City Council adopts Bicycle Master Plan and Pedestrian plan
From left: Mike Hadley, Adrienne Harris, Bruce Byron and Tony Sustak ride home from Tuesday's City Council meeting. (photo by: Alexis Kenyon)
By: Alexis Kenyon | November 3, 2011 – 2:14 pm
After more than three hours of contentious debate Tuesday, the City Council adopted an environmental review of a Bicycle Master Plan and a Pedestrian Plan that keeps the city on course to add bike lanes and pedestrian improvements to city streets. The plan would put select Richmond roads on what Richard Mitchell, Richmond’s director of Planning and Building Services, calls a “road diet.” By redesigning streets from four lanes to three, the city could slow speeding traffic and create space for bikes and pedestrians.
“If you remember, the name of our Richmond Parkway was Richmond Bypass,” Mitchell said. “People were looking for ways to zip by our city. 23rd Street was modified in order to make it possible for people to pass through quickly.”
The “road diet,” funded largely by state, federal and private grants — and which some project would cost upward of $40 million over the course of the entire project — would have positive public health, environmental and economic benefits, Mitchell said.
Councilmember Jovanka Beckles told councilmember Corky Booze it was not an appropriate time to campaign. (photo by: Alexis Kenyon)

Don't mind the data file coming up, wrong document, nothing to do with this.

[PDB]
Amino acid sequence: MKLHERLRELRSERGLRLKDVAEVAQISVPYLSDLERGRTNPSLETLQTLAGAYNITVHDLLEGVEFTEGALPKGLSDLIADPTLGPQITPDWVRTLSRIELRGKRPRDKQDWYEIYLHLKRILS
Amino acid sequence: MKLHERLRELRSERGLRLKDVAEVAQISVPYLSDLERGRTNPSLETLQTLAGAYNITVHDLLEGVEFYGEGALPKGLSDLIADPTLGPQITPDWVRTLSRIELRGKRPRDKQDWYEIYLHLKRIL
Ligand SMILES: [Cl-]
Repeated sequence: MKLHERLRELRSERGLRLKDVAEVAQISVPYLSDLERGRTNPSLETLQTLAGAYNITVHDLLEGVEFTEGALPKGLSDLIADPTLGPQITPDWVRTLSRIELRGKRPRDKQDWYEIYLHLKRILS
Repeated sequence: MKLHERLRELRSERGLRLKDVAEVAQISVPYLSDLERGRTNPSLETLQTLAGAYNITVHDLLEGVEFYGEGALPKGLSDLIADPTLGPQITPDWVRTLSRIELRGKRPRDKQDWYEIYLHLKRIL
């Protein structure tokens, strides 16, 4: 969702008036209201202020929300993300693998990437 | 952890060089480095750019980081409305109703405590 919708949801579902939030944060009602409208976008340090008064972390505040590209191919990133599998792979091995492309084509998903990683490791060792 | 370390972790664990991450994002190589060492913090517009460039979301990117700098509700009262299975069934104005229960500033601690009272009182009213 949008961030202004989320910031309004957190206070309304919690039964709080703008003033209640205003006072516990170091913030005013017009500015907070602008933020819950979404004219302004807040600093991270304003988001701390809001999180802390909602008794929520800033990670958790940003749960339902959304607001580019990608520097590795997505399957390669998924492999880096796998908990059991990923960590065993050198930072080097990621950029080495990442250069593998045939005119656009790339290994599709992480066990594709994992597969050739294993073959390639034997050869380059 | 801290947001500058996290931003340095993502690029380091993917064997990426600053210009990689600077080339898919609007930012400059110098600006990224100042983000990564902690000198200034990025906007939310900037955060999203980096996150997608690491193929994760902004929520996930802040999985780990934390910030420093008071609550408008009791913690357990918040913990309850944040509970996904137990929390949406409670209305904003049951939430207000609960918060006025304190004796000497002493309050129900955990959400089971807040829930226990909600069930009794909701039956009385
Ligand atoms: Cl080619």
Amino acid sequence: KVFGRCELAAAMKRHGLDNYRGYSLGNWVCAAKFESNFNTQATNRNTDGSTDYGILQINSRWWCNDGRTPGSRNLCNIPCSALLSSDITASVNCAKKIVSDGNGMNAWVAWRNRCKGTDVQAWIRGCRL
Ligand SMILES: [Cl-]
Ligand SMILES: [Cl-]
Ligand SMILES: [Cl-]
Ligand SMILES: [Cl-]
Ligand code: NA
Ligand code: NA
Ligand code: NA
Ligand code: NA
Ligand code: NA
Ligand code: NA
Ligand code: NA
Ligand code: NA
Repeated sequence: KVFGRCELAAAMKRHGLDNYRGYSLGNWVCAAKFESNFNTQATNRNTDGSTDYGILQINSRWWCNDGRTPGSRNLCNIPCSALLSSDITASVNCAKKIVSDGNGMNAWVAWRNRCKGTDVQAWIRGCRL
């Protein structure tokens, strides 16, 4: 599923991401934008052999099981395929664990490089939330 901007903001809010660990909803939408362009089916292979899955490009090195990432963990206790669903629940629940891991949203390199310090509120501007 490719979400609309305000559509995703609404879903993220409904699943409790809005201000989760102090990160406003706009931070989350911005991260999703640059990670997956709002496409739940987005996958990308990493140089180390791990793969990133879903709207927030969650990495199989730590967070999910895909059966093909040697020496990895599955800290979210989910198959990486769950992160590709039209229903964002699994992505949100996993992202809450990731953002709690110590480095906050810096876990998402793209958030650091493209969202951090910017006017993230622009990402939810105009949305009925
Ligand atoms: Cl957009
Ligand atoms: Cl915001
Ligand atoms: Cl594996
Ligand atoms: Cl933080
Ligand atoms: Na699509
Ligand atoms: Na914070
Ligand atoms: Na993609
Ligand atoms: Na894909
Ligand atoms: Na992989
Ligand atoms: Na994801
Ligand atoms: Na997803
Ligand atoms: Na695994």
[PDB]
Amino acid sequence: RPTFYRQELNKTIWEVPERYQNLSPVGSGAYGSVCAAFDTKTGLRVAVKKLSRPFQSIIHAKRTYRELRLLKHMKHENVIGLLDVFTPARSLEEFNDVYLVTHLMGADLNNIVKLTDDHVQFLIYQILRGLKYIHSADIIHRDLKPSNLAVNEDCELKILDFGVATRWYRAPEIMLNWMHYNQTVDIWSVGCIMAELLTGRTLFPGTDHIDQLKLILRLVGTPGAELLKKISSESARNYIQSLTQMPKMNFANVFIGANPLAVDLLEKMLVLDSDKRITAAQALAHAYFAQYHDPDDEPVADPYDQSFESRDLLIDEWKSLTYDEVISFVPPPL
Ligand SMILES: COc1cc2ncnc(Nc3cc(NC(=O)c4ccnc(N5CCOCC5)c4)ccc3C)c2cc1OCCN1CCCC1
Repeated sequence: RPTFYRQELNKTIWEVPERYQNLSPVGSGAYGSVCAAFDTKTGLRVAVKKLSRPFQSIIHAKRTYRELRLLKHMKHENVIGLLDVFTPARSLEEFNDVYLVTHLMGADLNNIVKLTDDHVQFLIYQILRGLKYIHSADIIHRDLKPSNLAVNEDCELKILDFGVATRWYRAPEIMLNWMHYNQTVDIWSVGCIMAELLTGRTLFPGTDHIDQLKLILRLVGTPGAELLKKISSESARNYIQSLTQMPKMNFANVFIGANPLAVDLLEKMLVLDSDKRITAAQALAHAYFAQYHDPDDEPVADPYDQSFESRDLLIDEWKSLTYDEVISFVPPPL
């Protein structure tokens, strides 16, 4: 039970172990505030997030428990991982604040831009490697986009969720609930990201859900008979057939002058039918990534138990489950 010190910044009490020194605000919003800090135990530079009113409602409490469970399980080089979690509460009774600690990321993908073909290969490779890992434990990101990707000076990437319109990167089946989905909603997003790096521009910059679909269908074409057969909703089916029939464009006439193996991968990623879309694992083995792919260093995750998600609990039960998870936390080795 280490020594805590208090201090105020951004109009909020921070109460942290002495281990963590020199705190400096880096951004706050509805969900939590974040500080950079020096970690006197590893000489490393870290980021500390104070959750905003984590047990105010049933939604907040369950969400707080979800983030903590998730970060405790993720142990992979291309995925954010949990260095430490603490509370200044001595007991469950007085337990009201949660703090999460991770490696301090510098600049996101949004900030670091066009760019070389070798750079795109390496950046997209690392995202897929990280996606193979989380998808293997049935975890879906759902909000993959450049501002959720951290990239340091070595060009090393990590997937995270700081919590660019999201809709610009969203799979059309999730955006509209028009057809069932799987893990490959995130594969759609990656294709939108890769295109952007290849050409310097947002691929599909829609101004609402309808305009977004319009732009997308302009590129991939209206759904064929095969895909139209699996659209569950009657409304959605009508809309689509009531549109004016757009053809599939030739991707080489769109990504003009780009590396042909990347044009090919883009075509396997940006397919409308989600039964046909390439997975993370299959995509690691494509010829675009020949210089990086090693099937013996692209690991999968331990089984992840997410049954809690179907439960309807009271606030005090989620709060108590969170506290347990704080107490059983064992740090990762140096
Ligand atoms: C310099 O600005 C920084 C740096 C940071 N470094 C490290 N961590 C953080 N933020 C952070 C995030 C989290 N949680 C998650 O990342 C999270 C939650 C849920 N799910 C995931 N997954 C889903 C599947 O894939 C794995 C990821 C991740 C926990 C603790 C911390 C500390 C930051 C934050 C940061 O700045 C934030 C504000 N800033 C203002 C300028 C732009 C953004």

The City Council approved a consulting contract with LSA Associates, an environmental consulting firm, in February. In the last two years, consultants say they have conducted more than 23 community-outreach meetings to make sure that public demand is in line with funds. But at Tuesday’s meeting, many community members said neither consultants nor city officials had asked for input or even informed them of the plan’s existence.
Jackie Thompson, a Richmond resident, said this was the first she had heard of it.
“It is difficult when elected officials make decisions for a community that impact where they live and they don’t include them,” she said. “Hardly anyone rides a bike. The diet is going to starve our community.”
Councilmember Nat Bates said he did not remember approving the consulting firm. “In what date was LSA Associates selected?” Bates asked.
He said he did not recall voting on that item. “I want to express my negativity toward this item,” he said. He asked LSA how much money went into the item.
“You mean our contract?” Kieron Slaughter asked. “I believe it’s $24,900 for this contract.”
But Councilmember Tom Butt said neither the contract nor the proposal should have come as a surprise.
“These projects have been going on a long time,” he said. “There has been a lot of outreach and this is the first time anyone ever heard anything about it?”
Hector Esparza, president of the Richmond Police Officer’s Association, said he first heard about the plan a couple of weeks ago. On behalf of the Richmond Police Officer’s Association and Fire Department, he said he opposed the “road diets” because they will slow emergency vehicles and thereby impede public safety.
“If you are trying to get to an emergency you are going to want to have a road buffet,” Esparza said.
After Esparza sat down, Police Chief Chris Magnus spoke on behalf of the Richmond Police Department and said he supported the measure. Magnus said he agreed that the city needed more discussion between developers and the police department about the bike plan.
Tony Sustak came out to support the bicycle and pedestrian plans. (photo by: Alexis Kenyon)
“I’ve been through a process like this in Lansing,” he said. “Before they passed the plan, it was conventional wisdom among fire and police departments that these recommendations were going to be harmful to operations. But they actually turned out to be quite helpful and beneficial.”